The choice really depends on your style of playing. If you “hit” the string a lot with the bow and have a more intense way of playing, strings with high tension (heavy) are better.
If you have a rather light bow and prefer speed and flexibility, choose strings with a lighter tension (light or medium). This is true whether you have the best violin bow for intermediate player or a cheap bow for beginners.
- After changing your string, be patient! It will take a few days to find its ideal tension and a little more time for optimal sound.
- Always pay attention to the position of your bridge. After changing a string, it often needs to be tuned. This results in increased tension on the bridge towards the fingerboard. If you notice it leaning a little forward, bring it back to a straight position.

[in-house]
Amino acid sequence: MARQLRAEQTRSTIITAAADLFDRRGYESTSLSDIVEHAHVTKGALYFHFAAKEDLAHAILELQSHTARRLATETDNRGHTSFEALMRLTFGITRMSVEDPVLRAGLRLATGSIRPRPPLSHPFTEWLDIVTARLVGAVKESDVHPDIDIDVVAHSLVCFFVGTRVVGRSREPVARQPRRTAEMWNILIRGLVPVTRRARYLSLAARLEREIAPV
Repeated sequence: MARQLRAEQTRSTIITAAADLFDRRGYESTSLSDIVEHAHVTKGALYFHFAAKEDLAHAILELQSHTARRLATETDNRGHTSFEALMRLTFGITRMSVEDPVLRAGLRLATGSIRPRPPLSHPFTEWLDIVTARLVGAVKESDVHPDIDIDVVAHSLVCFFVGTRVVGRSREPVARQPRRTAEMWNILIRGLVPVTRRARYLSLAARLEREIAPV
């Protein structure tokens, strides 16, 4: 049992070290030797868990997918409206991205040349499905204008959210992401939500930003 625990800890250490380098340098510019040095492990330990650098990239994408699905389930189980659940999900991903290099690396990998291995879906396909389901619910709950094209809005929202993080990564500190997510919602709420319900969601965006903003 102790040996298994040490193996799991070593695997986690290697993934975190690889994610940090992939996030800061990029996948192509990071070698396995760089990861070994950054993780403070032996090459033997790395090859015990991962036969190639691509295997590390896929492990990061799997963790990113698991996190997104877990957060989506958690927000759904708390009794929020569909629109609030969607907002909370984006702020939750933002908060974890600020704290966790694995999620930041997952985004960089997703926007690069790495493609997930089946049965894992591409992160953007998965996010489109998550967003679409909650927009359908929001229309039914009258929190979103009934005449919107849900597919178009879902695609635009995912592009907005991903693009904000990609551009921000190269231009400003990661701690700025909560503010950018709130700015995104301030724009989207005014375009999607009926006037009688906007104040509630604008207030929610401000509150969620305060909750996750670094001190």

- Maintain your strings: wipe the violin rosin with a cloth after each practice.
Best Violin String: Final Thoughts
Which violin string is best for you depends primarily on your playing style and the type of sound you prefer.
Any of the strings listed above are great, so you really can’t go wrong, no matter which you choose. So go ahead and get the one that best matches what you need in terms of sound and style.
Naturally, budget will probably play a role, too. It does for most of us. Luckily, none of the above strings are overly expensive and all are a great value, when compared to any other options that are out there.